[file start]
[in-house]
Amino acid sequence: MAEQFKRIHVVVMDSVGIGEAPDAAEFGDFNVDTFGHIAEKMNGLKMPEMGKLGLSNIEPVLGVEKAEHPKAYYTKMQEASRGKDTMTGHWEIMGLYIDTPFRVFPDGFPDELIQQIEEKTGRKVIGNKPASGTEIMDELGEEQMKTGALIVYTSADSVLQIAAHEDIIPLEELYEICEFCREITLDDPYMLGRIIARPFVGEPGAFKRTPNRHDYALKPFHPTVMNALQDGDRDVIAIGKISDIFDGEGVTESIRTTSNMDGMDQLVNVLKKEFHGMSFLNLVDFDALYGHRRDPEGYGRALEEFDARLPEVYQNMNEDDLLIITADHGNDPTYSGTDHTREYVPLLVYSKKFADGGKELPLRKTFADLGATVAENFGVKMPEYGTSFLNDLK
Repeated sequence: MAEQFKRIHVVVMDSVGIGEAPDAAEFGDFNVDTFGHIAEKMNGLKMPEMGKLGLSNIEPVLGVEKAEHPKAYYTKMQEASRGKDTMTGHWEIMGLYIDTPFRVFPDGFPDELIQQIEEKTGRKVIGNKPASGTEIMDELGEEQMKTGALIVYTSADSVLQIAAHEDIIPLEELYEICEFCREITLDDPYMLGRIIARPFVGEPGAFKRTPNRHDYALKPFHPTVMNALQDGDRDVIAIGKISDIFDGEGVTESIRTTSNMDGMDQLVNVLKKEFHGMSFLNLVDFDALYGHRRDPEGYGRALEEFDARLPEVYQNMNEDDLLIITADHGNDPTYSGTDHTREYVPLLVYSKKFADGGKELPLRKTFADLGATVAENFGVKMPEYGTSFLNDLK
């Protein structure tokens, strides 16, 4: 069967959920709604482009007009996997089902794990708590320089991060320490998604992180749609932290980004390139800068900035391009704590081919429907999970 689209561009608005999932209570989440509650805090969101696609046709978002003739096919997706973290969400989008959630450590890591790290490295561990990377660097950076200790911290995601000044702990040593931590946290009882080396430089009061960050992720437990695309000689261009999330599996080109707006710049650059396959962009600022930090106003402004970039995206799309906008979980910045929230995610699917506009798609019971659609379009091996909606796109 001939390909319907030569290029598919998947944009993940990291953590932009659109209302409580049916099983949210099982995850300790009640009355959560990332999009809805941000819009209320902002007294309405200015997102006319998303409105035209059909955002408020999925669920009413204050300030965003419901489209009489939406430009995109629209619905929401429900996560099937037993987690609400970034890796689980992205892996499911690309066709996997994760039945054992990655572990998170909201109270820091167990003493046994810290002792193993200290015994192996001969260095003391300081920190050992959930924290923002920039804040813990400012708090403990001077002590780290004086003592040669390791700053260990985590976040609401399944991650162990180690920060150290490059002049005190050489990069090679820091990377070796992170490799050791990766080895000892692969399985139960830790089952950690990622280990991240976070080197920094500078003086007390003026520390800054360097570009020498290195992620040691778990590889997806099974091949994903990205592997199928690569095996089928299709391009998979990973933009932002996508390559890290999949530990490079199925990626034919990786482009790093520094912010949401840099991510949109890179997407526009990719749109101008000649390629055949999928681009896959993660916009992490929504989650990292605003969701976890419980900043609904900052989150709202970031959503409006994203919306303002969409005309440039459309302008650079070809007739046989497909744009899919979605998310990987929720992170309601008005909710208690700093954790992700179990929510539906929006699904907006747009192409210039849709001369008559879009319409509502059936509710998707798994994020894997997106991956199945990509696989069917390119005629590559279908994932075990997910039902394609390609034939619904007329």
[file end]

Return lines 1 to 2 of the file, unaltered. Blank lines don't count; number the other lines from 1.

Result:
[in-house]
Amino acid sequence: MAEQFKRIHVVVMDSVGIGEAPDAAEFGDFNVDTFGHIAEKMNGLKMPEMGKLGLSNIEPVLGVEKAEHPKAYYTKMQEASRGKDTMTGHWEIMGLYIDTPFRVFPDGFPDELIQQIEEKTGRKVIGNKPASGTEIMDELGEEQMKTGALIVYTSADSVLQIAAHEDIIPLEELYEICEFCREITLDDPYMLGRIIARPFVGEPGAFKRTPNRHDYALKPFHPTVMNALQDGDRDVIAIGKISDIFDGEGVTESIRTTSNMDGMDQLVNVLKKEFHGMSFLNLVDFDALYGHRRDPEGYGRALEEFDARLPEVYQNMNEDDLLIITADHGNDPTYSGTDHTREYVPLLVYSKKFADGGKELPLRKTFADLGATVAENFGVKMPEYGTSFLNDLK